Hello everyone and welcome to this Ethics Alert which will discuss the recent voluntary disbarment of a Georgia lawyer convicted of stealing thousands of dollars of client money and schedule to enter prison, who allegedly stabbed his mother to death and fled the area. The disciplinary case is: In the Matter of Richard v. Merritt, 302 Ga. 874 (1/29/18). The link to the disbarment Order is here: https://www.gasupreme.us/wp-content/uploads/2018/01/s18y0387.pdf
According to media reports, the Georgia lawyer was convicted of stealing thousands of dollars of client’s money and was sentenced to 15 years in prison and 15 years of probation after being convicted of stealing money from his clients and elder abuse. The lawyer was found guilty on more than 30 counts of theft, forgery and elder exploitation and given until the end of the day on February 1, 2019 to surrender and begin serving the sentence.
The lawyer had admitted to settling civil lawsuits on his clients’ behalf without their knowledge, forging signatures on settlement checks and documents, and keeping money intended for his clients. As a condition of the sentencing, the lawyer was also ordered to pay $454,706.00 in restitution to clients.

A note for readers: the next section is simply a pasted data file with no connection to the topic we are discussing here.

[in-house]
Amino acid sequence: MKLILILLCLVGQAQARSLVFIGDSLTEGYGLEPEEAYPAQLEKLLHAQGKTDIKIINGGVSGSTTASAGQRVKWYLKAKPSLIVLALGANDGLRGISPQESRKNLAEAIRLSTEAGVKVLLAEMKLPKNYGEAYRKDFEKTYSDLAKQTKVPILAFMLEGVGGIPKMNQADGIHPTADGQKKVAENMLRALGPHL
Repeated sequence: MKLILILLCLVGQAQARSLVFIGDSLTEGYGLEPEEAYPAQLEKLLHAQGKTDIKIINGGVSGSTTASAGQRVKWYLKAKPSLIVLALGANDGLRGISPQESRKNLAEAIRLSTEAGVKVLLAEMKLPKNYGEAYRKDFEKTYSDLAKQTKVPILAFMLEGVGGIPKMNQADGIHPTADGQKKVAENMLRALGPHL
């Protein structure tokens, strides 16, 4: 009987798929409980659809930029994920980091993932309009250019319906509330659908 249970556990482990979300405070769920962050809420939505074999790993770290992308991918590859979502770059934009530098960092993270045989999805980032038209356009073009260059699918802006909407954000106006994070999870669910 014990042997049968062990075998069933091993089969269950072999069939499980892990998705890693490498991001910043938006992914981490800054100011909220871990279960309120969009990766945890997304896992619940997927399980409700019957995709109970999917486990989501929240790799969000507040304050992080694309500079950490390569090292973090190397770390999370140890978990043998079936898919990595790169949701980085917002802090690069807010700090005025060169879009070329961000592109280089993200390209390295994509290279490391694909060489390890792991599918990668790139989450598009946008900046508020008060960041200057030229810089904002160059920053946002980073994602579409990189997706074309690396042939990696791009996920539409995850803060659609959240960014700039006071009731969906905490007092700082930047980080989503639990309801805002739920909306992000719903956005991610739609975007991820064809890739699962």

The lawyer failed to surrender to enter prison on February 1, 2019 and, the day after the lawyer was required to surrender, his mother was found stabbed to death. Her car was also missing and the lawyer’s vehicle was found at the scene. According to a statement by the U.S. Marshall’s Service: “The vehicle he may be driving is a 2009 silver Lexus RX350, bearing a Georgia tag CBV 6004.” “He may have shaved his head or otherwise changed his appearance, and should be considered armed and dangerous. Do not try to engage him. If you see Merritt, please contact law enforcement immediately.”
According to the January 29, 2019 Georgia Supreme Court Order disbarring the lawyer after he filed a petition to voluntarily surrender his license, “(the lawyer) admits that in February 2017 he settled a client’s personal injury matter for $75,000, but failed to promptly disburse those funds to his client or her medical providers and failed to render a full accounting of the funds to his client. Merritt acknowledges that the above-described conduct violated Rule 1.15 (I) (c) of the Georgia Rules of Professional Conduct found in Bar Rule 4-102 (d). The maximum penalty for a single violation of Rule 1.15 (I) is disbarment.”
Bottom line: This is quite a bizarre and unsettling case where a lawyer chose to steal thousands of dollars from his clients, was then convicted of the thefts and sentenced to 15 years in prison, and apparently killed his mother and has now fled at the time that he was scheduled to surrender and enter prison.
Be careful out there.
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Joseph A. Corsmeier, Esquire
Law Office of Joseph A. Corsmeier, P.A.
29605 U.S. Highway 19 N. Suite 150
Clearwater, Florida 33761
Office (727) 799-1688
Fax (727) 799-1670